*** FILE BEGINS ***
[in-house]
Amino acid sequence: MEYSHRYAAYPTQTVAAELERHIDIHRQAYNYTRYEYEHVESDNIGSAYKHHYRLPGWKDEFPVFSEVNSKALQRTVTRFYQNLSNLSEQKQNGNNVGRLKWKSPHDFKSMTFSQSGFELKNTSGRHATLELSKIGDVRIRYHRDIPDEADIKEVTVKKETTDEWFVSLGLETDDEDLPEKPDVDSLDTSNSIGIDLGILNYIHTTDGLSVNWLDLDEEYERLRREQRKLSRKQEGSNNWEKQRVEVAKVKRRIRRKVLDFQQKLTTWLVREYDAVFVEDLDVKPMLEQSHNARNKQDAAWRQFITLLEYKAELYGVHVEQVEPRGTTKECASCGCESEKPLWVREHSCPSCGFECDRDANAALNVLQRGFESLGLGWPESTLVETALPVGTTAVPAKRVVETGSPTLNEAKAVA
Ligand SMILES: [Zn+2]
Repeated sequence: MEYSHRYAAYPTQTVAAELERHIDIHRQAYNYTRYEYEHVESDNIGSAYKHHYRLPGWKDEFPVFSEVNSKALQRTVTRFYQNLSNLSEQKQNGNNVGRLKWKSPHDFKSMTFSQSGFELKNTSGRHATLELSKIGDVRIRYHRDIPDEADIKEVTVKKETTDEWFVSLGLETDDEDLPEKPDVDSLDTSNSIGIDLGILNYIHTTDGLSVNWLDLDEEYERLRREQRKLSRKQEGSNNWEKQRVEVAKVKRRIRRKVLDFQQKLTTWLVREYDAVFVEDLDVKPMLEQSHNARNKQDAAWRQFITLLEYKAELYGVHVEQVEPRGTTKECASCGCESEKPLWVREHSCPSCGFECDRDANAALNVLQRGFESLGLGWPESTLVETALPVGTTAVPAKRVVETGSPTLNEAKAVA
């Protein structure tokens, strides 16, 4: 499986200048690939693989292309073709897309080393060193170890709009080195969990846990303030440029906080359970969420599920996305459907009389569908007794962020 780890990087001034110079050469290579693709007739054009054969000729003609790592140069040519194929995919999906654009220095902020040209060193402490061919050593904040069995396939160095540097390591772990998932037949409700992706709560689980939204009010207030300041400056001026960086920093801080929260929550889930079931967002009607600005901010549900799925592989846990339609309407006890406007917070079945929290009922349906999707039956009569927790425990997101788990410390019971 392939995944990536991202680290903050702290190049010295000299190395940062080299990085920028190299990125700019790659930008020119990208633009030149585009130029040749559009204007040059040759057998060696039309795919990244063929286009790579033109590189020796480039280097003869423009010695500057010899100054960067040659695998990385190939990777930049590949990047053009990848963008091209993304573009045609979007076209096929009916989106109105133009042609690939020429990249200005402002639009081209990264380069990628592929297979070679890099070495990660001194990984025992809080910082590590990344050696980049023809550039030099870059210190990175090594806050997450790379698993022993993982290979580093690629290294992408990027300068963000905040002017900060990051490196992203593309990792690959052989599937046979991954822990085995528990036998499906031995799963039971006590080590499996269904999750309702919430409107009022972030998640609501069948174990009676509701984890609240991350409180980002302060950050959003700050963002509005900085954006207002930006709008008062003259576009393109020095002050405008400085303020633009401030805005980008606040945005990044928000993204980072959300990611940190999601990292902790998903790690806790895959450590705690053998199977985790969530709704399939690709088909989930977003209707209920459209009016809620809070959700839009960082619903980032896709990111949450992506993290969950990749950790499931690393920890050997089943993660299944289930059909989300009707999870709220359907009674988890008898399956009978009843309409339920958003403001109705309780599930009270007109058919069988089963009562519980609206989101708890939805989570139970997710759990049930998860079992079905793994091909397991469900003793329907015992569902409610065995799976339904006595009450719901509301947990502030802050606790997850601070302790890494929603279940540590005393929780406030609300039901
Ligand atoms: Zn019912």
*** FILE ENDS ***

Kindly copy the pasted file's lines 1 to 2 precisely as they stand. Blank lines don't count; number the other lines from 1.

[in-house]
Amino acid sequence: MEYSHRYAAYPTQTVAAELERHIDIHRQAYNYTRYEYEHVESDNIGSAYKHHYRLPGWKDEFPVFSEVNSKALQRTVTRFYQNLSNLSEQKQNGNNVGRLKWKSPHDFKSMTFSQSGFELKNTSGRHATLELSKIGDVRIRYHRDIPDEADIKEVTVKKETTDEWFVSLGLETDDEDLPEKPDVDSLDTSNSIGIDLGILNYIHTTDGLSVNWLDLDEEYERLRREQRKLSRKQEGSNNWEKQRVEVAKVKRRIRRKVLDFQQKLTTWLVREYDAVFVEDLDVKPMLEQSHNARNKQDAAWRQFITLLEYKAELYGVHVEQVEPRGTTKECASCGCESEKPLWVREHSCPSCGFECDRDANAALNVLQRGFESLGLGWPESTLVETALPVGTTAVPAKRVVETGSPTLNEAKAVA